Tuesday, January 6, 2009

Nursing School

I started taking core nursing classes at 20. Previously I had been taking business courses. My father thought a career in business would be fantastic for me but I was terribly bored with the course work. Then I started to entertain nursing. I had no idea what nursing involved but I loved the science classes. I got married and nursing school was on hold. My husband at the time and I moved four times in three years and then I got pregnant. If we landed in a place long enough to squeeze in some classes I would. I took classes at night and during my maternity leave. Finally after 5 years I returned to school full time and enrolled in a nursing program in Sioux City, Iowa.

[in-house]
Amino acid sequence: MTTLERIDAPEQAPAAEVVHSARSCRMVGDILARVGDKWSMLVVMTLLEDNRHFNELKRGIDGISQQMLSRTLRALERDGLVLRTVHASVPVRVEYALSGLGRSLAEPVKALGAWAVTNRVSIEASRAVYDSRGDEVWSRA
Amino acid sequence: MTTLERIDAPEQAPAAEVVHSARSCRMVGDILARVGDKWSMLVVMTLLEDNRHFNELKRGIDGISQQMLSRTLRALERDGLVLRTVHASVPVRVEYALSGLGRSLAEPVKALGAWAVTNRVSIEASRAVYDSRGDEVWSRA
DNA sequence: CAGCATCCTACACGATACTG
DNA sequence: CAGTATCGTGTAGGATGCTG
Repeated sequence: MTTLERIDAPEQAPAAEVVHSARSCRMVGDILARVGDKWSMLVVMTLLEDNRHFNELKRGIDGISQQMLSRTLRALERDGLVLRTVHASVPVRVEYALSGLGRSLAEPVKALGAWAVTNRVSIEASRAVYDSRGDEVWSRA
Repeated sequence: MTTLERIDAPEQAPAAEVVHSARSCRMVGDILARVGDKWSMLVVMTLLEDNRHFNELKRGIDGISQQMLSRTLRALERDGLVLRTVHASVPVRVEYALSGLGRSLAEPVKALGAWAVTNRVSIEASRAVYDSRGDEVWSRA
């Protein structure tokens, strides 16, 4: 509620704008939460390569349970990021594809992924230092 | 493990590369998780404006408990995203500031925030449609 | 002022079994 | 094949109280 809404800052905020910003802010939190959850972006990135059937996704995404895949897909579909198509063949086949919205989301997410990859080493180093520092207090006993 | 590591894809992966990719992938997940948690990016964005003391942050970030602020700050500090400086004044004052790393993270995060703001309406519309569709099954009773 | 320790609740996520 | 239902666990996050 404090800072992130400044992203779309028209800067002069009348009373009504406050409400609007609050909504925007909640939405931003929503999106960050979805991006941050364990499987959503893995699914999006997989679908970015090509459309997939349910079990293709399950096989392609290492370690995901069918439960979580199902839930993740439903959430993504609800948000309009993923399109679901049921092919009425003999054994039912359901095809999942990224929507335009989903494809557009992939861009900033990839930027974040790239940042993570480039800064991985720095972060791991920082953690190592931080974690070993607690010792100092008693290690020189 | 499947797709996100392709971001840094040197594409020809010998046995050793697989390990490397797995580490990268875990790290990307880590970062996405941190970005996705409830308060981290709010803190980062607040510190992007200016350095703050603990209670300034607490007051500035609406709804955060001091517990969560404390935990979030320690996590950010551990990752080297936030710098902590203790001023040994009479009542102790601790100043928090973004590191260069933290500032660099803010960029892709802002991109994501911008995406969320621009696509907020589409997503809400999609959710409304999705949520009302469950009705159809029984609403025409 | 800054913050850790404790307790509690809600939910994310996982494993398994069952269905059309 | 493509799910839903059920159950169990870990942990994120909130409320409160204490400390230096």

Iowans are tough. I think it must be the cold winters and heritage of farm, work ethics. The school was hard core, weeding out many students within the first month. By the third week of school we were doing clinicals in a nursing home. It was our first taste of real life aging. When my preceptorship rolled around I went back to the same nursing home and worked in the memory care unit. It was so fascinating. There was a couple who thought they were husband and wife. They would reminisce and since neither of them knew any different they believed they owned the memories and moments from the past as husband and wife. There was also this little man who really liked me. He came right up and grabbed my hand. It was then I remembered he had broken the finger of a nurse not only two nights before because she tried to free herself from his grasp! He held my hand and we walked and walked. A demented woman came up to us and started yelling at the gentleman and me. She slapped me three times across the face before I could blink! He continued to hold my hand but with his free hand punched her in the face. She then went after him. It was shocking! One of my instructors was in the unit at the time and I asked her for help. She said sorry kiddo you are on your own and left. Finally a nurses aide came along and took the woman away to her room. I turned to the gentleman and thanked him profusely for "saving me" and gave him a big hug. It was at this moment he let go of my hand and in that moment I realized folks with dementia will often times go along with what feels natural. The hug felt natural and familiar and he felt "ok" to let go. I went home feeling a sense of relief and I knew I had learned a lesson.

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